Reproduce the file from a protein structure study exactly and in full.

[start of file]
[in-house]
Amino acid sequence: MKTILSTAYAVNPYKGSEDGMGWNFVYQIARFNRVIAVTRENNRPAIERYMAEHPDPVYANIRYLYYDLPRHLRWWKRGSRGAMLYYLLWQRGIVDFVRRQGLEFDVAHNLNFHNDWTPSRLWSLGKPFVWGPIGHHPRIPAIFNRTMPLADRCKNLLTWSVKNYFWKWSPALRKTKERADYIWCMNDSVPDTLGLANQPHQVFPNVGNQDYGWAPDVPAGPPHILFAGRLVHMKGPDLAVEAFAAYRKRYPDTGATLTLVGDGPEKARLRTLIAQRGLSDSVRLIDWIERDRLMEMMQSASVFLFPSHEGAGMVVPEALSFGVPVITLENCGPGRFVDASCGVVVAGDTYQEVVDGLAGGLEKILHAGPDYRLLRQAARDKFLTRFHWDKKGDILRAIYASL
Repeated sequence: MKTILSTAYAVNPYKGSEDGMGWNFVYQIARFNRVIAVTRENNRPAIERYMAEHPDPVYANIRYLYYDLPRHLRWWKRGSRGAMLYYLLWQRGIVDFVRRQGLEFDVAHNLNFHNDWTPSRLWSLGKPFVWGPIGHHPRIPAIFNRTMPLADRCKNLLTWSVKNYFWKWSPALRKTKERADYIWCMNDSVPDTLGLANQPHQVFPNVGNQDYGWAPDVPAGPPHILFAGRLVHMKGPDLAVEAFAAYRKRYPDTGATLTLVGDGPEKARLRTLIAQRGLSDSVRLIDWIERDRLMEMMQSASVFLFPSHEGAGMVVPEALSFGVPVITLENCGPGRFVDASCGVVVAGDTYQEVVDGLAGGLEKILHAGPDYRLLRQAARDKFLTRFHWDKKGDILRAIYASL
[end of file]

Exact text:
[in-house]
Amino acid sequence: MKTILSTAYAVNPYKGSEDGMGWNFVYQIARFNRVIAVTRENNRPAIERYMAEHPDPVYANIRYLYYDLPRHLRWWKRGSRGAMLYYLLWQRGIVDFVRRQGLEFDVAHNLNFHNDWTPSRLWSLGKPFVWGPIGHHPRIPAIFNRTMPLADRCKNLLTWSVKNYFWKWSPALRKTKERADYIWCMNDSVPDTLGLANQPHQVFPNVGNQDYGWAPDVPAGPPHILFAGRLVHMKGPDLAVEAFAAYRKRYPDTGATLTLVGDGPEKARLRTLIAQRGLSDSVRLIDWIERDRLMEMMQSASVFLFPSHEGAGMVVPEALSFGVPVITLENCGPGRFVDASCGVVVAGDTYQEVVDGLAGGLEKILHAGPDYRLLRQAARDKFLTRFHWDKKGDILRAIYASL
Repeated sequence: MKTILSTAYAVNPYKGSEDGMGWNFVYQIARFNRVIAVTRENNRPAIERYMAEHPDPVYANIRYLYYDLPRHLRWWKRGSRGAMLYYLLWQRGIVDFVRRQGLEFDVAHNLNFHNDWTPSRLWSLGKPFVWGPIGHHPRIPAIFNRTMPLADRCKNLLTWSVKNYFWKWSPALRKTKERADYIWCMNDSVPDTLGLANQPHQVFPNVGNQDYGWAPDVPAGPPHILFAGRLVHMKGPDLAVEAFAAYRKRYPDTGATLTLVGDGPEKARLRTLIAQRGLSDSVRLIDWIERDRLMEMMQSASVFLFPSHEGAGMVVPEALSFGVPVITLENCGPGRFVDASCGVVVAGDTYQEVVDGLAGGLEKILHAGPDYRLLRQAARDKFLTRFHWDKKGDILRAIYASL